Gateron Ink Box Pinkvs. Cherry MX Black
When it comes to choosing a mechanical keyboard switch, there are a plethora of options available, each with its unique characteristics. Two popular linear switches that stand out are the Gateron Ink Box Pink and the Cherry MX Black. The Ink Box Pink is renowned for its beautiful translucent design and offers a smoother typing experience relative to other switches. Known for its higher-pitched clack, this switch falls into the categories of being 'clacky', 'high-pitched', 'silky', and 'polished'. On the other hand, Cherry has perfected their iconic MX Black switches with their new Hyperglide tooling. Providing a classic textured smoothness, these switches offer a familiar deep sound profile when typing. Classified as 'low-pitched', 'textured', and 'stiff', the MX Black delivers a satisfying typing experience. However, let's dive deeper beyond these generalities so you can make an informed decision about the best switch for your needs.
By the numbers
$7.65 per 10 switches
$4.00 per 10 switches
Top housing material
Proprietary INK blend
Top housing material
Bottom housing material
Proprietary INK blend
Bottom housing material
The housing materials of the Gateron Ink Box Pink and the Cherry MX Black switches offer distinct differences in sound profile and overall typing experience. The Ink Box Pink features a proprietary INK blend for both the top and bottom housing, which contributes to a pointed and relatively high-pitched sound. This clacky sound is characterized as satisfying and thin. In contrast, the MX Black utilizes nylon for both the top and bottom housing, resulting in a deeper and fuller sound profile. The nylon material absorbs more sound, creating a duller and rounder sound compared to the Ink Box Pink.
While the top and bottom housings of the switches have different materials, it is noteworthy to mention their impact on the typing feel. When pressing down on the switch, the qualities of the bottom housing come into play. The bottom housing material affects the bottom-out sound and feel, meaning that the INK blend of the Ink Box Pink would offer a unique experience compared to the nylon bottom housing of the MX Black. On the other hand, the top housing has a greater impact on the sound when a key is released. Therefore, the INK blend of the Ink Box Pink and the nylon top housing of the MX Black would contribute to different sound profiles when keys are let go.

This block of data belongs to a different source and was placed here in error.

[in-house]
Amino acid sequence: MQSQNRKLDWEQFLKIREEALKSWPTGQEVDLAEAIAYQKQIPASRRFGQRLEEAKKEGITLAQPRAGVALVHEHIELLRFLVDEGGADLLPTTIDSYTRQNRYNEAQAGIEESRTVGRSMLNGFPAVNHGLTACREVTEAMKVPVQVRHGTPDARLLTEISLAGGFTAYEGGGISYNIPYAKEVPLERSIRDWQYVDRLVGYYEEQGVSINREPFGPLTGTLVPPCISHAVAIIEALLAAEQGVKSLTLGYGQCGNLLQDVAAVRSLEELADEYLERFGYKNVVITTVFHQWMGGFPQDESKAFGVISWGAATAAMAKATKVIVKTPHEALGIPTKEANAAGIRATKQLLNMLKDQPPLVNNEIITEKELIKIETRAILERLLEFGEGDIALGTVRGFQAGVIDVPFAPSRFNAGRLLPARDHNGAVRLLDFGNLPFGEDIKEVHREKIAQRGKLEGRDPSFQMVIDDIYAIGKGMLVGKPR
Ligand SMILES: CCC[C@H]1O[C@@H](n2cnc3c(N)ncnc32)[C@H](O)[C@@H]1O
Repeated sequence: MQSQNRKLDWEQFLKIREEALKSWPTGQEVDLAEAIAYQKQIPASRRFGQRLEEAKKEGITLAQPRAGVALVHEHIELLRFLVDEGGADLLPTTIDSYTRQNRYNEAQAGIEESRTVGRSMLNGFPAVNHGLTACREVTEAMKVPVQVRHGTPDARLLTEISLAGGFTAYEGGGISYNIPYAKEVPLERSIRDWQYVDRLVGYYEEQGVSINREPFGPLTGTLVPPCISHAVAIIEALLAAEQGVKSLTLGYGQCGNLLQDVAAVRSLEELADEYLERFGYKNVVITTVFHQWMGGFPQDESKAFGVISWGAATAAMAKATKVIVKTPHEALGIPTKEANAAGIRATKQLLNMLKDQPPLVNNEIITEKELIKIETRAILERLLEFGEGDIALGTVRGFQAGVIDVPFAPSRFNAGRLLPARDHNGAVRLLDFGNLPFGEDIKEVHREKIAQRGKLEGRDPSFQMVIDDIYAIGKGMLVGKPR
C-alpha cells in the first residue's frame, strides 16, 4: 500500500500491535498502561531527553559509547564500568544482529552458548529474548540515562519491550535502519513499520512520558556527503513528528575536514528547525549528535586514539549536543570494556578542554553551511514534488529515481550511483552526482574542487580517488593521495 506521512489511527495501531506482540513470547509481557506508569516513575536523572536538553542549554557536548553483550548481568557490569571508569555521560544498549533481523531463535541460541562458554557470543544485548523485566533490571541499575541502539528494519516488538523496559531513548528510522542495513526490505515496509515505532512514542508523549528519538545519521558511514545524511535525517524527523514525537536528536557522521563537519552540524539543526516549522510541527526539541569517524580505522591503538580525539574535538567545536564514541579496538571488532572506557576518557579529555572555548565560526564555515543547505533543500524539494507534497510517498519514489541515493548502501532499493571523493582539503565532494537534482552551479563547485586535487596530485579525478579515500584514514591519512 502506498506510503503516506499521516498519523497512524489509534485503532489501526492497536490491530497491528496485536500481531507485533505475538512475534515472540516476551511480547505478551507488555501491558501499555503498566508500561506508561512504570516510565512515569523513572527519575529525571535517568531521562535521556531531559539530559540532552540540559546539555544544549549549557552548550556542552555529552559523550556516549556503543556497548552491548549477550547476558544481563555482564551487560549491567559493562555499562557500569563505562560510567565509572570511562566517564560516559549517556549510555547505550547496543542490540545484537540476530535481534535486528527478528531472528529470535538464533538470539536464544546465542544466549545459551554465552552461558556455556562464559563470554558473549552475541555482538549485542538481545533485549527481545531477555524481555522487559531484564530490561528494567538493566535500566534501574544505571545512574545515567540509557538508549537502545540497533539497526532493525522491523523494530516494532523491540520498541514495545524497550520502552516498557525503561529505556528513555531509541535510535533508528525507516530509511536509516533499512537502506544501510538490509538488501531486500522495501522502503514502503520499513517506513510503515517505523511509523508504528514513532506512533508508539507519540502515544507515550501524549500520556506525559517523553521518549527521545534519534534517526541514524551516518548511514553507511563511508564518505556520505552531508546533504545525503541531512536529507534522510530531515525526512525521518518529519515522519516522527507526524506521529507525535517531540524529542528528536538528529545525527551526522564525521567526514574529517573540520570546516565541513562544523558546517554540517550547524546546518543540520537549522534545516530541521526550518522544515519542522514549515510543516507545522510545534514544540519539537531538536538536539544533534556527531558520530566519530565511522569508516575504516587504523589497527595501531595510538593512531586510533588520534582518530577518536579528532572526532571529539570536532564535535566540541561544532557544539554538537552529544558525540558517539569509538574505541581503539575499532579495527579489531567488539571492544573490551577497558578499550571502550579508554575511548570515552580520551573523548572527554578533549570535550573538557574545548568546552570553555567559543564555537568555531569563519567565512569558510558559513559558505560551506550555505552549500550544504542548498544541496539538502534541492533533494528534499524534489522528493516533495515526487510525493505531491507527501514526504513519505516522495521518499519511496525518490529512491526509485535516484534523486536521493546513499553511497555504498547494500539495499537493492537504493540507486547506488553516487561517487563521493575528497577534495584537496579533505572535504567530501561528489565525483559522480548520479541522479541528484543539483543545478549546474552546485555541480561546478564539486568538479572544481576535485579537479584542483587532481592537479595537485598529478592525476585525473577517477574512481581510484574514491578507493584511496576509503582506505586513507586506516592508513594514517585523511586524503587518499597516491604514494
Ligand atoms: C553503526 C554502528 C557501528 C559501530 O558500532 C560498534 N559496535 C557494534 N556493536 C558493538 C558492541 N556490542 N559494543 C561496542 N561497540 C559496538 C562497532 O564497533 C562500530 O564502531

In summary, the Gateron Ink Box Pink and Cherry MX Black switches demonstrate distinct characteristics due to their different housing materials. The INK blend of the Ink Box Pink results in a clacky and high-pitched sound, while the nylon material of the MX Black creates a fuller and deeper sound. Although the top and bottom housing materials play a role in the overall sound profile, the bottom housing contributes more to the bottom-out sound and feel, while the top housing affects the sound when keys are released. These differences emphasize the importance of housing materials in determining the typing experience and sound profile of mechanical switches.
When comparing the actuation force and bottom out force of the Gateron Ink Box Pink linear switch and the Cherry MX Black linear switch, there are some notable differences. The Ink Box Pink has a lighter actuation force of 50 grams compared to the MX Black's 60 grams. This means that less force is needed to trigger a keystroke on the Ink Box Pink, making it more suitable for those who prefer a lighter and smoother typing experience. On the other hand, the bottom out force of the Ink Box Pink is 60 grams, while the MX Black has a heavier bottom out force of 80 grams. This indicates that when fully pressing the switches, the MX Black requires more force, providing a more substantial typing experience for those who prefer a stronger push feel. Overall, the Ink Box Pink offers a slightly lighter actuation force and bottom out force compared to the MX Black, providing a smoother and lighter typing experience. However, both switches offer a similar range, so users who prefer a lighter or heavier typing experience can achieve their desired results with either option.
When comparing the travel distance of the Gateron Ink Box Pink linear switch and the Cherry MX Black linear switch, it is evident that the Ink Box Pink has a shorter travel distance of 3.6 mm, while the MX Black has a longer travel distance of 4 mm. The Ink Box Pink falls on the shorter side of the spectrum, which is favored by gamers who seek faster response times. On the other hand, the MX Black offers a slightly more generous depth, which can be preferred by those who enjoy a more substantial feel when pressing down on a key. Both options fall within the range of traditional travel distances, with the Ink Box Pink being slightly shallower than the norm and the MX Black adhering closely to the traditional 4.0 mm distance. Ultimately, the choice between these switches will depend on the individual's preference for either a more responsive or a deeper keystroke experience.
Which switch is more bang for your buck?